I started painting, I thought, wow, I’m going to paint something super big because I have a lot of time. Then I ran out of paint and it would take two weeks to arrive. It was like, okay, you have to work on other things, some pieces out of cement, very cool, very funny, I had to experiment with things I had.
You realize how spoiled you are because I usually have everything to work with. On top of that I got nervous and in a bad mood because I had halfway finished a painting and I wanted to finish it right away and I couldn’t. I called a friend in Portocolom but he said he didn’t have any blue, and I thought, okay, I’m screwed by not having one color, because I need all three primary colors to work.
What if the material ran out forever, what would I do? Well, carve stones from the field, I guess.

MC Did your perception of Mallorca and/or your attitude toward its relations with Spain and Europe change?
TS No. My perception has not changed. I am worried about globalization, though. About cultures becoming increasingly uniform. What I thought was very cool was how fast nature was regenerating, and I was surprised how quickly the earth was purifying itself. In just one month. But this shouldnt be the way we clean up the planet. It should be done because we want to, not out of fear of a disease.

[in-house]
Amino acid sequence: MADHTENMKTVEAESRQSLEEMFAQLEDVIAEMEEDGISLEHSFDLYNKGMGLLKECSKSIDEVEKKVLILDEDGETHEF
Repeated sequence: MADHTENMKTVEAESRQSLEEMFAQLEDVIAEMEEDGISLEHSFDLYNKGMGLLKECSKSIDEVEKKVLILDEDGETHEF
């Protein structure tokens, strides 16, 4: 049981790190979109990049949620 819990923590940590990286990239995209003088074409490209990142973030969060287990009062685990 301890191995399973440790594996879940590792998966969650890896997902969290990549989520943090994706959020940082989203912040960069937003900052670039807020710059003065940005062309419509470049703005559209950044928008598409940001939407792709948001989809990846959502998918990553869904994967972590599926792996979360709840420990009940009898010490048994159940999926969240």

MC When and how did you carry out the work that you are planning to exhibit in the 2021 ¨AMICS DE LA TERRA¨ exhibition?

TS Part of it I did during quarantine, a diptych called ¨YING YANG IN A WORLD UPSIDE DOWN¨ which, at that moment, I think we all felt. The world we knew had stopped and we didn’t know if, when or how it would start again. That was the piece I was working on when I ran out of paint. But I finally got some in the last week and I was finally able to finish it.
The other pieces are sculptures I made just after the lockdown. I immediately went on a surfing trip to the north of Spain on the border to France. I took some gouges along, tools for carving wood. I found these pieces of driftwood on beaches and started sculpting them.

MC What do the works for the exhibition mean to you?

TS “Ying Yang in a World Upside Down” shows two people united, in a world where we are supposed to remain apart. Defying social pressure and gravity, so to speak. And the sculptures are like gifts from the sea. It means a lot to me to use things that I find. I kind of think they have more significant worth. If you use them instead of buying canvases, paint and the whole art supplies store, you are doing something that is totally unique, something that cannot be duplicated, especially in this day and age when everyone is always spending money on new things.